[FIGURE 2 OMITTED]

The VE is called VENSA (Virtual Environment for Nano Scale Assembly). The VENSA serves two purposes for the OT. The first is a simulation environment for nanoparticle interaction, and the second is an intuitive user interface for nanoassembly. Various meetings and interviews with optics, control and computer engineers led to the use case diagram illustrated in Fig. 3. All use cases and class diagrams used in this paper follow the convention of UML. Though not shown in this article, all class attributes and messages are modeled with UML and converted to C++ for implementation. The use of the diagram proved to be an efficient way of formalizing the processes that the engineers had in mind. After several iterations of feedback from the engineers and corresponding modification, the diagram was completed. The diagram consists of the whole process involved in the OT and some steps go beyond the scope of this article. In Fig. 3 (a), steps labeled 1.x.x are preliminary setup procedures. Step 3 is the shutdown procedure. The main interests are on steps labeled 2.x in Fig. 3 (b), which describe steering the particle. This illustrates the process when the operator is tele-operating the OT. In step 2.5, command is sent to the OT and the result is received in step 2.6. When VENSA is used in the simulation mode, a simulator substitutes for the OT in steps 2.5 and 2.6. This paper is primarily focused on the simulation mode.

2.2 Class Diagram

Overall, the Class Diagram for VENSA is illustrated in Figs. 4-8. When utilizing an Object-Oriented design process, it is a common practice to draw a sequence diagram for each use case. In doing so, objects and the messages that are sent between objects are defined. This is useful for process-intensive applications, yet for the application described in this paper, this stage was skipped going directly to the class diagram. Class diagram-to-usecase conformance was checked throughout the design process to verify that the classes were sufficient to implement the use cases.

[FIGURE 3A OMITTED]

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Designed to be modular and extensible, the VENSA can be described by two important concepts, functionality and generality. The architecture functionally divides itself into Model, Input, Output and Manager. In Fig. 4, the Model is time-dependent central data that is modified by the InputManager as a result of various Inputs. Similarly, OutputManager modifies the Model and the various Outputs. The Model is modified twice within one cycle of the control loop, once first by the InputManager and subsequently by the OutputManager. The InputManager sets the initial condition of the model such as the initial position of the object to be moved. After that the control is passed to the OutputManager where the Model is aged according to the cycle time. The Time class shown in Fig. 4 calculates the cycle time by measuring the time lapse from the time when the program execution leaves InputManager to the next iteration. The messages involved in resetting the timer clock and obtaining the elapsed time are shown in the figure. Since it is impossible to know what the future cycle time will be, the previous cycle time is used as an approximation. Each InputManager and OutputManager can alter the Model but it must guarantee its integrity upon completion. Manager is the central supervisor for InputManager and OutputManager called Manager.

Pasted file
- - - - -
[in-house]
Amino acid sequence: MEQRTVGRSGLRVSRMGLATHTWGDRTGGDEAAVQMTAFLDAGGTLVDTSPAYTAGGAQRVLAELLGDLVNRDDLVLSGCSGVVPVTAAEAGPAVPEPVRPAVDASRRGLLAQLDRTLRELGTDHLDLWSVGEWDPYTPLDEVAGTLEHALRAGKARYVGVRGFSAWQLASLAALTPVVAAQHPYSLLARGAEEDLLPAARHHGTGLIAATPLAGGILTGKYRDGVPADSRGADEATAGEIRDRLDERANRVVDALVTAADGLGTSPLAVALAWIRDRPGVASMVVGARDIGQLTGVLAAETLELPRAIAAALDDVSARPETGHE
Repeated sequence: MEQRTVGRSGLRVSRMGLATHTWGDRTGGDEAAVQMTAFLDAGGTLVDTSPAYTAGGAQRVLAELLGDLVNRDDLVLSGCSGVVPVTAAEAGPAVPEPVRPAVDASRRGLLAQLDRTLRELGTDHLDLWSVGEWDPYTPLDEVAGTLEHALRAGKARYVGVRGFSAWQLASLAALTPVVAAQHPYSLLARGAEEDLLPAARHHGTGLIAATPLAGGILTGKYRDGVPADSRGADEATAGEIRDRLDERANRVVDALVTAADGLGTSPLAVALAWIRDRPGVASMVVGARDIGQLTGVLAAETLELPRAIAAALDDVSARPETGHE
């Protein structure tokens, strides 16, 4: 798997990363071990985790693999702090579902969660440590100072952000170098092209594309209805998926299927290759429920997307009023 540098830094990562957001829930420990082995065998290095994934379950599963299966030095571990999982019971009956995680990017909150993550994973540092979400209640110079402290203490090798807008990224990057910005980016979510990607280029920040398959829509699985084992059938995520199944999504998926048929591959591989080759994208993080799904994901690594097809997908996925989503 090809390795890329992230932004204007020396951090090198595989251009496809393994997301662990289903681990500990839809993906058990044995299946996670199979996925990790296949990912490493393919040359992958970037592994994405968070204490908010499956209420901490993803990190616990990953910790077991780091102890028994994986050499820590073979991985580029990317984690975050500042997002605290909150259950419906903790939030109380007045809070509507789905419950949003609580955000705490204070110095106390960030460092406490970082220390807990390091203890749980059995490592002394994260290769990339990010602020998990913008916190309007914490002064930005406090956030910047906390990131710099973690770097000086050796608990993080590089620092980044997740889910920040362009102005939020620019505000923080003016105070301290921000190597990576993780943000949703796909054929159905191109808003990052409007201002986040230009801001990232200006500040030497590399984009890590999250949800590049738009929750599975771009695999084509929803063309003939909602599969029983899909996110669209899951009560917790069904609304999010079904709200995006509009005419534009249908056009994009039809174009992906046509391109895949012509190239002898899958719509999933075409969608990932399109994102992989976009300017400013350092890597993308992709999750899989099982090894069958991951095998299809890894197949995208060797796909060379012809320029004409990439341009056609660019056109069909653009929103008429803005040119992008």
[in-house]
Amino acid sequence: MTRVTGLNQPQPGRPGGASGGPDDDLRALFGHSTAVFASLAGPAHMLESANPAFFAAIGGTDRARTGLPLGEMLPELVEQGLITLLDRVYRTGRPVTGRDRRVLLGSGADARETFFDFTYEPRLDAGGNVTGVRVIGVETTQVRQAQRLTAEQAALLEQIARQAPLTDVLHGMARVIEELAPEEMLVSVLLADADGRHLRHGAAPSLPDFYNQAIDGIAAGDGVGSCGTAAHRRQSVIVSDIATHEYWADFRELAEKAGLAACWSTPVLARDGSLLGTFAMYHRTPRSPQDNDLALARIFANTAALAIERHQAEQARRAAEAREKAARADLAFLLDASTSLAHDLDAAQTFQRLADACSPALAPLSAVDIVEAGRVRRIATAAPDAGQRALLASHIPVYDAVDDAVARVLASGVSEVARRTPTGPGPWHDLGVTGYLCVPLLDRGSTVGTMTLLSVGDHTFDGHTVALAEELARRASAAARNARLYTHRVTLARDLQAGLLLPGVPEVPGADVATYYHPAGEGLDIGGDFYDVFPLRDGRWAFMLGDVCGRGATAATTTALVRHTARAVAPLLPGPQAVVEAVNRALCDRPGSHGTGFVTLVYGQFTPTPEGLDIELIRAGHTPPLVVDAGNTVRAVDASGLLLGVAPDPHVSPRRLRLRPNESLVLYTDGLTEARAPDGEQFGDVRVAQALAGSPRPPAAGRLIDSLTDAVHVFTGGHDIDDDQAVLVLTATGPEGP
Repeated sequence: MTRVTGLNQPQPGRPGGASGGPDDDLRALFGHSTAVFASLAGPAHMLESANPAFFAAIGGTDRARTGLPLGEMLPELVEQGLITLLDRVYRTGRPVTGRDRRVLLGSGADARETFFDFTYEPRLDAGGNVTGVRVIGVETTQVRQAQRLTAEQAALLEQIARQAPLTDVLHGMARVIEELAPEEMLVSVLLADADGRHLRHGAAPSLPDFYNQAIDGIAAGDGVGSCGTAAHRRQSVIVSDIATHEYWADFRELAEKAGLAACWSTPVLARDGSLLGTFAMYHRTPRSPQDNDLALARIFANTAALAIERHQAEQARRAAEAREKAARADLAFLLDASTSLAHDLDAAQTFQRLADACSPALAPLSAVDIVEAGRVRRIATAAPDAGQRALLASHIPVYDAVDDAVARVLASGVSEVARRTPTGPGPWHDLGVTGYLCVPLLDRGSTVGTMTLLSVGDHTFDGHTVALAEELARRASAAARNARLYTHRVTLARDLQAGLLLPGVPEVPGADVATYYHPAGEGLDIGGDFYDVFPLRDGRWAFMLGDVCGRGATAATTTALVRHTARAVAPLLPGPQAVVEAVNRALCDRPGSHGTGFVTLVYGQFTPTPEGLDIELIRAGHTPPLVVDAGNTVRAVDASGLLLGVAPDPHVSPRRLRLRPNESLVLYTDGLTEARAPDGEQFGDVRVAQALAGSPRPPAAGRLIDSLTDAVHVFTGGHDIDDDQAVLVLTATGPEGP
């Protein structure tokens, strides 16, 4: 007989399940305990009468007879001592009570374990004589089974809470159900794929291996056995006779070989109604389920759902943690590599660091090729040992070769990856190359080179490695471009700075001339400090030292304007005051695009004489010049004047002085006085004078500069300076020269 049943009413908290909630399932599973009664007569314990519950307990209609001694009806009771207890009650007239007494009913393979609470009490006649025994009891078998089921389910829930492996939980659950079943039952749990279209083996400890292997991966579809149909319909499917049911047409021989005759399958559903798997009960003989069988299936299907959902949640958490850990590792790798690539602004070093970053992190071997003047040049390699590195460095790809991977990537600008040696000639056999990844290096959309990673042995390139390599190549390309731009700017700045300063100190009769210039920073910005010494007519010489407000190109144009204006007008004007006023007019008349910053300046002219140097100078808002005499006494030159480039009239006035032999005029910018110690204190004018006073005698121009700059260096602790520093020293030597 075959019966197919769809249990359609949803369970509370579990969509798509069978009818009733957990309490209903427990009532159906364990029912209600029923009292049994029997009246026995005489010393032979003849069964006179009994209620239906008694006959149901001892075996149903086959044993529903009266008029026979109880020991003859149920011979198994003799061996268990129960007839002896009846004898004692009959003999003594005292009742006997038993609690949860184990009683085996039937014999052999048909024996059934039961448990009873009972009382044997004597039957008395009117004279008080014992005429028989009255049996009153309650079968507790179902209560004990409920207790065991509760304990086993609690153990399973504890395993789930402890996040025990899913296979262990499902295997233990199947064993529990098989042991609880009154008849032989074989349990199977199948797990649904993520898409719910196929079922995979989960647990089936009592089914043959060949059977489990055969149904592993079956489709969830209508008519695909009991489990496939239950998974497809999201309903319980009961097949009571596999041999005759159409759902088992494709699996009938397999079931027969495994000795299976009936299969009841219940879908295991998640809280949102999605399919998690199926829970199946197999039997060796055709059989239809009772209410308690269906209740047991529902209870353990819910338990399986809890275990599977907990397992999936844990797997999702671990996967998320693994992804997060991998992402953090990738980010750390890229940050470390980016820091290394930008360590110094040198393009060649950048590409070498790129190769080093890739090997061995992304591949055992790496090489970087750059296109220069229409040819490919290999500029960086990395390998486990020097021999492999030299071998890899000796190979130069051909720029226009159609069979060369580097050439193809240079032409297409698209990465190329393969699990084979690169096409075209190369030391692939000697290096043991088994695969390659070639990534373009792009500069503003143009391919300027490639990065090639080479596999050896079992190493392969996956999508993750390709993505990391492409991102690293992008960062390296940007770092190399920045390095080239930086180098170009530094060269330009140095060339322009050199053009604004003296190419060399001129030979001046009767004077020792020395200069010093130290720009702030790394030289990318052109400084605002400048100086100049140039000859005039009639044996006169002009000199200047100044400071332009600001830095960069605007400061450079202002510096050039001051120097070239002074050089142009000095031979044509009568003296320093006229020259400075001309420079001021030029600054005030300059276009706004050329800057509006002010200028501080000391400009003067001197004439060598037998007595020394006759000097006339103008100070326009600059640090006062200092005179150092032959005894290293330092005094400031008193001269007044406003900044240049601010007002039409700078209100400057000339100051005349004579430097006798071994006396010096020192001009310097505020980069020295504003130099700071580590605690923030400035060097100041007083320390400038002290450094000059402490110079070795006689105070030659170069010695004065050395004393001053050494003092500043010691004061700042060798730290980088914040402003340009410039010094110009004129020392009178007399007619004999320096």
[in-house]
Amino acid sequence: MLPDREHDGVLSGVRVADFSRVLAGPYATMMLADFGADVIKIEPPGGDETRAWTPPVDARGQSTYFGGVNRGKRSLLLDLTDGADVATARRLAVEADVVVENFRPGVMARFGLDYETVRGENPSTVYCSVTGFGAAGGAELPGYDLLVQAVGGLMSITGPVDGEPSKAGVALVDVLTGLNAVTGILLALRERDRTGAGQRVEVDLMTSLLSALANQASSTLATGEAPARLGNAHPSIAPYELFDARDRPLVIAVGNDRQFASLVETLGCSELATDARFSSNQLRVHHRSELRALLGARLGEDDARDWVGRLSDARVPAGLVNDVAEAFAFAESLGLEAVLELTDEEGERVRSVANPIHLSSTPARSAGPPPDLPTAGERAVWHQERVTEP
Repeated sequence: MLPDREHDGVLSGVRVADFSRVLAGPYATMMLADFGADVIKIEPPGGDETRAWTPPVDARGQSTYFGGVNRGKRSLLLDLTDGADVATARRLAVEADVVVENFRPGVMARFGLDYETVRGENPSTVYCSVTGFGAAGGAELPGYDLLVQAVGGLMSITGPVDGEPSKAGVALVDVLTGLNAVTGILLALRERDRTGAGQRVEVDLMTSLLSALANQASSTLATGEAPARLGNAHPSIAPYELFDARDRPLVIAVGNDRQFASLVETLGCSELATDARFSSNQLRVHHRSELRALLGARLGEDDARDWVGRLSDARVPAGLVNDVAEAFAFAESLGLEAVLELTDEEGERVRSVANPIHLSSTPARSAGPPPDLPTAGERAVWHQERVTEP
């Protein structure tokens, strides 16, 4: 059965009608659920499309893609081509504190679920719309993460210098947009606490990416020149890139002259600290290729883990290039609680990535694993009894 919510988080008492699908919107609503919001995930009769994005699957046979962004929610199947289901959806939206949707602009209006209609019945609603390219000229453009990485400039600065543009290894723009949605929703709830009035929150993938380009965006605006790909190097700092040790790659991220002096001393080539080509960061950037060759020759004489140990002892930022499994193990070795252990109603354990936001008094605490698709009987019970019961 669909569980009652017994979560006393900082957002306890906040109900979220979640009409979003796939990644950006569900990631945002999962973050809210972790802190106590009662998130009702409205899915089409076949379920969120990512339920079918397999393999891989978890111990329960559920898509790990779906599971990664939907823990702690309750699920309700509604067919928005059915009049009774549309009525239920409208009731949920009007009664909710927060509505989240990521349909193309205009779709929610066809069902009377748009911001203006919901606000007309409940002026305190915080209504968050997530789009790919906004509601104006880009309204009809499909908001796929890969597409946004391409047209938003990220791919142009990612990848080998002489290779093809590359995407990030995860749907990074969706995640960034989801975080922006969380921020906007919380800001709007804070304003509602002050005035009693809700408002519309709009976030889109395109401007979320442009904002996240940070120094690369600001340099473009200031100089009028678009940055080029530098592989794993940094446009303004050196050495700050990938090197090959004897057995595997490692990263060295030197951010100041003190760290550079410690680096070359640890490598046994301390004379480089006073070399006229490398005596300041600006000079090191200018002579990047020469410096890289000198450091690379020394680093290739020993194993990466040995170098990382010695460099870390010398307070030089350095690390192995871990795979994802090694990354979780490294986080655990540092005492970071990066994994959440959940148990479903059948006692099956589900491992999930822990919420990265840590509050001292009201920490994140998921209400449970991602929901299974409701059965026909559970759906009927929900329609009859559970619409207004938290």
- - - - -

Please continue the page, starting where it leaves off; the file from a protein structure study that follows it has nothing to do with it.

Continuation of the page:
[FIGURE 4 OMITTED]

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The architecture is also described in terms of its generality. Specific hardware devices are categorized under outer Crust and generalized devices that gather the commonalities among sets of similar devices are categorized as the inner Core. The class diagrams in Figs. 4 through Fig. 8 show this category in parenthesis. Core also includes all Model and Managers. Generality of the software functioning in Core enables the software to be extensible since new devices can reuse the Core through inheritance.

The Model is composed of Particle, Trap and Cursor as illustrated in Fig. 5. The Particle is the micro-to-nanometer scale object that is manipulated in VENSA. The external force that moves the particle comes from the Trap. The Cursor is a handle that is connected to the input device. For the OT application, the stylus of the PHANTOM haptic device is used as the input device. Notice that Model is a descendent of LagrangeSolver, the simulation engine of VENSA. Due to the computational overhead imposed by the LagrangeSolver, it is very difficult to retain the real time response. This is why a cached table called LaserPositionLookupTable is pre-computed before the simulation and used instead.

[FIGURE 8A OMITTED]

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[FIGURE 8C OMITTED]

[FIGURE 8D OMITTED]

The Particle in Fig. 6 (a) is a Molecule or a Continuum. The geometry of the Continuum is modeled by the well known Constructive Solid Geometry (CSG) [20] or Boundary Representation (Brep) [20]. It has an attribute to represent its materialType (not shown). Molecule is simply a collection of Atoms.

A Trap such as shown in Fig. 6 (b) can have multiple Potentials. A Potential is a spatial function representing the potential energy of the particle placed in the potential field. Potentials can be created through dithering of the laser beam (e.g., time sharing one laser) or through splitting the single laser beam into multiple beams.